How did I make a living doing this? Easy. Hardly anyone else wants to rhyme, scan or say anything lucid. The day I set up my shop with the words above the door saying, M. Newell -- Wordsmith, I was in business. If a customer comes along, I say. " A poem? Yes sir / madam. How long would you like it? What sort of atmosphere should it have? When would you like it to stop.? Shall I make it rhyme? What time would you like it by? " This is a service industry. I'm still in business. It's an honour to be able to have such a great occupation. It never occurred to me to go to the Arts Council. The last thing you want is people with a 2.2 in Televisual Studies from Gala Pie (used to be a shit Poly) Pretend University judging whether your 'work' is fit for a bit of wonga, so that it can eventually lie dying in the dullest corners of the dullest bookshops. You don't want the laurels, do you? You wanna get paid. You don't want some crummy publishing deal from Fabber with 7 to 10 percent of zilcho sales and a few quails eggs at a literary lunch. You wanna run round after the gig shouting "Albatross!" sign all the books, get in the motor and bugger off home, don't you? Here. I'll tell you who I had in the back of my cabriolet the other day. Only that bleedin' Arthur Rimbaud, that's who . Couldn't make head nor tail of his work. Became a gun-runner in the end, I'm told. Har har, well bloody crucial. Now read on.
In Praise of Poetry
Poetry is no less than this:
An unexpected workplace kiss
The brandy in the spirit cage
A salve upon our wounded age
That lustful swell, the secret damp
The yellow of the attic lamp
The drifting, smoky, hazel haze
Of wooded hills on autumn days
Between the thoughts of summer lost
And anvil of the winter frost
The horse returning to the door
Of empty stables after war
Riderless, uncertain now
Past the harrow and its plough
Plodding up the pitted track
Battered saddle on his back
Poetry: Rentboy of the arts
Loitering with the other tarts
Knowing far more than it should
Much too much for its own good
Bitching, blurting, doing deals
Selling out for drinks and meals
Jumping on the latest trends
Disappointing loyal friends
Eye on clock and thumb on scales
Marrying for cash and sales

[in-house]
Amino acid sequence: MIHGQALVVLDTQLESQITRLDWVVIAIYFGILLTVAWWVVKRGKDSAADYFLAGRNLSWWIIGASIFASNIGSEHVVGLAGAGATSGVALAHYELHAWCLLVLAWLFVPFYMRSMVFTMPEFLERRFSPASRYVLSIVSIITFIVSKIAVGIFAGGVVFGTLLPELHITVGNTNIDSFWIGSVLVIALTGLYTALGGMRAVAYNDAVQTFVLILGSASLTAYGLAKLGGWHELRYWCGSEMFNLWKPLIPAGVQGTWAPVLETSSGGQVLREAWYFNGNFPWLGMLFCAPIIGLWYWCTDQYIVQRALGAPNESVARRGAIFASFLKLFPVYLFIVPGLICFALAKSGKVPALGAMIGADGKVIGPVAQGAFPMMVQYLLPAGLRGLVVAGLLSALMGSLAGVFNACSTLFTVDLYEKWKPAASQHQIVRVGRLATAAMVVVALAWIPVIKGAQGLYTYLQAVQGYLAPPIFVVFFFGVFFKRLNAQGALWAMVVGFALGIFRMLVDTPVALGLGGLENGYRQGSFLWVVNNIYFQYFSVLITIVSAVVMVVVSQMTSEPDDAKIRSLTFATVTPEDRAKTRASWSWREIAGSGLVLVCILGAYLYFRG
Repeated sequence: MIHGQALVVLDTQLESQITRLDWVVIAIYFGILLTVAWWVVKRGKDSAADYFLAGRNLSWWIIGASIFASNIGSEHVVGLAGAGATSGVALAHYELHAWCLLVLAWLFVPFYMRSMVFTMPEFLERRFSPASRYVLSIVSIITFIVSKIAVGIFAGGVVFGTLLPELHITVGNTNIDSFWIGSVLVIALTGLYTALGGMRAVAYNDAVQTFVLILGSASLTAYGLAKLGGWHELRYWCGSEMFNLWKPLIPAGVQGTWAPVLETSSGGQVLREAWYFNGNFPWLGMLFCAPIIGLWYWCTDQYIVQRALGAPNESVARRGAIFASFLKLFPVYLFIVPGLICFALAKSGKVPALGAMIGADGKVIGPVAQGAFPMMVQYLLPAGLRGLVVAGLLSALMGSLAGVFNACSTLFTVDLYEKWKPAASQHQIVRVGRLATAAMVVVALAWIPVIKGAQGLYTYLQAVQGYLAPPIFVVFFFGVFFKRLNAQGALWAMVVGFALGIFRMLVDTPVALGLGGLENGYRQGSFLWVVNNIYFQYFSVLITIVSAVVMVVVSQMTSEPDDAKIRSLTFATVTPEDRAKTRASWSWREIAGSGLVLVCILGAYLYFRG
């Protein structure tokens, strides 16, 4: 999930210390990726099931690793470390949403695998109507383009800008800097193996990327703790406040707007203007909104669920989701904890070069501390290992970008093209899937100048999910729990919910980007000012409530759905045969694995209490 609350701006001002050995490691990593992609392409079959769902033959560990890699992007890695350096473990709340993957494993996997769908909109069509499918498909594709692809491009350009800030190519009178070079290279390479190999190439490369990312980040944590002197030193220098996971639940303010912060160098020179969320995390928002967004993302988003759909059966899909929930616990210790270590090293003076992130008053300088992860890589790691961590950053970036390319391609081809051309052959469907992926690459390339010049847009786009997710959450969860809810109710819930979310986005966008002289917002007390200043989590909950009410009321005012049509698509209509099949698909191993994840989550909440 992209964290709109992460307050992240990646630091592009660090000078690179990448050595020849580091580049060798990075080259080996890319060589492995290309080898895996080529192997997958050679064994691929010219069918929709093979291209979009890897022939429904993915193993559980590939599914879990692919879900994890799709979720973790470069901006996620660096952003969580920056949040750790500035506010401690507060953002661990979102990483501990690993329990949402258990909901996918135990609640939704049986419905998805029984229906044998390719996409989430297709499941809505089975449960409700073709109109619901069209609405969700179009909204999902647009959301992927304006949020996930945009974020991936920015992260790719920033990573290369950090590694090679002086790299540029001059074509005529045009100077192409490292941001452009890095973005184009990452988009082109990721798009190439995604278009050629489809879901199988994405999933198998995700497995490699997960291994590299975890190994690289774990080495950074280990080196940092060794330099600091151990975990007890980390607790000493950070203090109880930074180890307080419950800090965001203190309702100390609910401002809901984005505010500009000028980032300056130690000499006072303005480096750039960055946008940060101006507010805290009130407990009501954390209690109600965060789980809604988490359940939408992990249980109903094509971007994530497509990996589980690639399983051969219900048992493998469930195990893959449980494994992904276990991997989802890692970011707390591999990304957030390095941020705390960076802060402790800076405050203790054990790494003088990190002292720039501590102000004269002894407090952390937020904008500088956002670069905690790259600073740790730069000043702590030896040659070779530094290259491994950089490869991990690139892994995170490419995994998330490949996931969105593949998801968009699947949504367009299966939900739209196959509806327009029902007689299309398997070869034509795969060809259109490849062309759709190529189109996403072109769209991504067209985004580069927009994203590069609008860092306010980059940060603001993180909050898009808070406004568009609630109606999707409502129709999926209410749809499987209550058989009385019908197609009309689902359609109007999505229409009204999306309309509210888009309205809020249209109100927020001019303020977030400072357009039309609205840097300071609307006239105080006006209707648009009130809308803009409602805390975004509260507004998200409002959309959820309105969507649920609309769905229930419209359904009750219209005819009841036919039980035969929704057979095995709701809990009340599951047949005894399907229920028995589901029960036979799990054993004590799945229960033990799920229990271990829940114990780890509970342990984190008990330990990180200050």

You wouldn't trust him in your car
And definitely not, a bar.
The poet though, is alchemist
A snake-oil salesman, pharmacist
A mojo merchant trawling town
The painter put his dust-sheet down
In case your old horizons run
Before he touches up the sun
Recalling feelings you may not
Evoking those that you forgot
Giving voice to words unsaid
The godless freefall in your head
The things you never knew, yet miss.
Poetry is no less than this.
The State Of Poetry
Poets? Find me one of those.
Not some mush with a blocked-up nose
Boring us with chopped-up prose
That's not even lucid
Lion and Uni fighting for renown
Page v Stage in a one-course town
Naked emperor, paper crown
State of poetry? Luvly
Is it relevant or fair
Who's appointed Poetry Chair?
Locked in the Bodleian Library there
Do we care? Not really.
Here's your ranter in his rags
Foul of mouth on beer and fags
"Where's my dosh, you Oxbridge slags?"
Poetry? Ah yes, poetry.
Scansion though? All too much fuss
You wait two hours for an iambus
Five arrive once. Discuss.
"O Captain − my Captain!"
Po-faced poets in Clark Kent glasses
Sixteen questions right −no passes.
Hooray for the oil-drizzling classes!
Poets win prizes. Stupid bastards.
Brought the art form to its knees
Chips on shoulders? Ooh, yes please
Can I have that twice − with peas?
When I've signed with Faber?
Arts Board sat like a mean old aunt
Pile of forms for a piddling grant
Write you may, but rhyme you can't
Going to the ball, doll? You shan't.
A member of the public enjoying poetry, recently.